Railway Across Chat Moss, Coloured View of the Liverpool and Manchester Railway

Resource Type: Image | Posted on 3rd May 2011 by Jenny Porter

One of the Bury prints, painted by Thomas Talbot Bury, who was commissioned to paint depictions of the Liverpoool and Manchester Railway. This painting shows the Railway passing through Chat Moss, a peat bog area in Salford. The bog initially threatened the completion of the Railway, because it was hard to provide a solid basis for the line. In fact, all the earliest proposals for the route circumvented Chat Moss: George Stephenson surprised the owners of the Railway Company by insisted that the bog could be crossed, and such scepticism was so widespread that in 1824 Parliament rejected a bill to allow the Railway to be constructed: it relented two years later after Stephenson refused to budge. At first, a footpath of heather was laid; after this proved a success, it was broadened to carry a constructors’ line for the wagons bearing the building material. More than 200 men laid drains on either side of the proposed track area. However, this had no impact on the deeper areas of the bog, so Stephenson replaced the drains with barrels and casks, linked and coated with clay to form a pipe. Nevertheless, in one area, the Blackpool Hole, the barrels kept rising to the surface. But Stephenson rejected suggestions to build a viaduct instead, and accepted a proposal from one of his workers, Robert Stannard, to lay down timber in a herring-bone fashion, combined with moss, heather and brushwood hurdles. This worked, and has been hailed as a “great triumph of engineering”: the line is still used today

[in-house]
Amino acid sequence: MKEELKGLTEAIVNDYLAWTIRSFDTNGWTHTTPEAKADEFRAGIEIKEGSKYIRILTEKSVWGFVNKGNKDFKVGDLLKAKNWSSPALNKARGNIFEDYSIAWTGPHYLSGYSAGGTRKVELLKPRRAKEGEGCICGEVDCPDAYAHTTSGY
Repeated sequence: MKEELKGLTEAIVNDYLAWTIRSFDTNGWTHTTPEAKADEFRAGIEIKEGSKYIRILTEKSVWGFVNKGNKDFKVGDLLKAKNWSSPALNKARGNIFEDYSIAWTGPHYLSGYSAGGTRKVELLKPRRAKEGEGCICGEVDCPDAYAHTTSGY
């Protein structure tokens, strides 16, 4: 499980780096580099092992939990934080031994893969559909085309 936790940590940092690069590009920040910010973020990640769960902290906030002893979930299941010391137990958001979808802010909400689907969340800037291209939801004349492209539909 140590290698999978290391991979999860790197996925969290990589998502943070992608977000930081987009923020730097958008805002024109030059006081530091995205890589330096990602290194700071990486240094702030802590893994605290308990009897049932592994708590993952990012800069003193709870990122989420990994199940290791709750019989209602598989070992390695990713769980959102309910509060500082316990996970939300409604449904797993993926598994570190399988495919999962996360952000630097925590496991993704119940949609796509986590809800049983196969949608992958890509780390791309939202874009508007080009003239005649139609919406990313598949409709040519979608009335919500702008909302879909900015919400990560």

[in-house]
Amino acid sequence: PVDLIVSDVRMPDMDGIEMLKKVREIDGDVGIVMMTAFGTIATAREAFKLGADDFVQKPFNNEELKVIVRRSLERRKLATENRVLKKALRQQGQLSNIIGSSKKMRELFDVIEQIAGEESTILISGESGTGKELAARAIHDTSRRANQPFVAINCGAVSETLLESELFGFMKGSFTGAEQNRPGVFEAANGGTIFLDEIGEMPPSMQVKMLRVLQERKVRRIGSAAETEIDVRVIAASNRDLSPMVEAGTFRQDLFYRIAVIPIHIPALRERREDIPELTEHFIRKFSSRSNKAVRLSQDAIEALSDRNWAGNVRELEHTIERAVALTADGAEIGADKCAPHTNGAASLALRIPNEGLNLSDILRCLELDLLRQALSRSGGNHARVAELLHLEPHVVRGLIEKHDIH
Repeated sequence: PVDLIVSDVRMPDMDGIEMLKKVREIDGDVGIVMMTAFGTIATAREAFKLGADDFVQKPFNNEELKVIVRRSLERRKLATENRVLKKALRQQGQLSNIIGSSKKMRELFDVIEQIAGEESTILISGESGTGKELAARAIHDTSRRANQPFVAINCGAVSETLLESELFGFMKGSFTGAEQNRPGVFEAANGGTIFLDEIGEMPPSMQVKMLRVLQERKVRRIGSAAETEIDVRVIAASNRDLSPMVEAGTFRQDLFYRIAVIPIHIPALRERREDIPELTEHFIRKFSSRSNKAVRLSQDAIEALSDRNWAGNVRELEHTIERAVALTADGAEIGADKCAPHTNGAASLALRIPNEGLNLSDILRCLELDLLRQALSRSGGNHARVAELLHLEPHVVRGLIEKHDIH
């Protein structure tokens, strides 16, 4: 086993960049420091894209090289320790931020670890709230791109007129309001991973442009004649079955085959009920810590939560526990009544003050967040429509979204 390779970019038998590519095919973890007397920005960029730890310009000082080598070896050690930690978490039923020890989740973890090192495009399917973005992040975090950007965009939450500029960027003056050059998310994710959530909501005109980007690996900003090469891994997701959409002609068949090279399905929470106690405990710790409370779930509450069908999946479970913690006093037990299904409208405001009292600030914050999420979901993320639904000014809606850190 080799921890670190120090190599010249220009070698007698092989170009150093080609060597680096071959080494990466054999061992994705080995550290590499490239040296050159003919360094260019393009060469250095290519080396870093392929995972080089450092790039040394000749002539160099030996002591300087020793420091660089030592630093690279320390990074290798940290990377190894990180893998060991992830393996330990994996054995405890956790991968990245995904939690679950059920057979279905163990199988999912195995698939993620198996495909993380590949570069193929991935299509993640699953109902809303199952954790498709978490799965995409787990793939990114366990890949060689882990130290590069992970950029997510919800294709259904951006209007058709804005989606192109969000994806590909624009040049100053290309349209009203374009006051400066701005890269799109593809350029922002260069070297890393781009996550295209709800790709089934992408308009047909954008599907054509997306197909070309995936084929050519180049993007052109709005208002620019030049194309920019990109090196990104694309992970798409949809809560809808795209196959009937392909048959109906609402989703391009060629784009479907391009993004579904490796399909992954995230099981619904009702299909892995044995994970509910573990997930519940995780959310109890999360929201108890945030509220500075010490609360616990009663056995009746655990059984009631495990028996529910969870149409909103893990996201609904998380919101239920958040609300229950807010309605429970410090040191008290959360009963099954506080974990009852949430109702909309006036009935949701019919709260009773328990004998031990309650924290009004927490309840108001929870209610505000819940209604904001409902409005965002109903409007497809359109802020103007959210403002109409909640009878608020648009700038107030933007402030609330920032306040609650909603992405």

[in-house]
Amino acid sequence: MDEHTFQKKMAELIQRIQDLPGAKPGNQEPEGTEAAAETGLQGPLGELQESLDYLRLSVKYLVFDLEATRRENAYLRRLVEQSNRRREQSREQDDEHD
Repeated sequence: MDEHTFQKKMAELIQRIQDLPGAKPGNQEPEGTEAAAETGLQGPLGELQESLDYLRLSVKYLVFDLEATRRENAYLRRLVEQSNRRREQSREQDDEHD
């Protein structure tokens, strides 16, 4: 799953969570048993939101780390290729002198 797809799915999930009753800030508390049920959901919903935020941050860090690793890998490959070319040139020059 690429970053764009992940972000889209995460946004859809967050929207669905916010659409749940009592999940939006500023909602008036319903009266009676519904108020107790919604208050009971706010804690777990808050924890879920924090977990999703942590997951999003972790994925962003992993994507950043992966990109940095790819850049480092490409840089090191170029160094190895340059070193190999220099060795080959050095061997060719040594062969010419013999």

Railway Across Chat Moss, Coloured View of the Liverpool and Manchester Railway

Tagged under: steam locomotives, liverpool and manchester railway, coaches, carriages, thomas talbot bury, bury prints, passengers, george stephenson, chat moss, robert stannard

Categorised under: Landmarks, Landscapes & Locomotives

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By ROBERT NHINDS on 15th January 2017

i have a copy of this picture, i paid to have it renovated about 50 years ago and was told it was an original hand coloured engraving.  It was reframed as picture but has the original details within the frame.  is this of interest or value?  The shop that did the work offered me fifty pounds for it, about one months wages.

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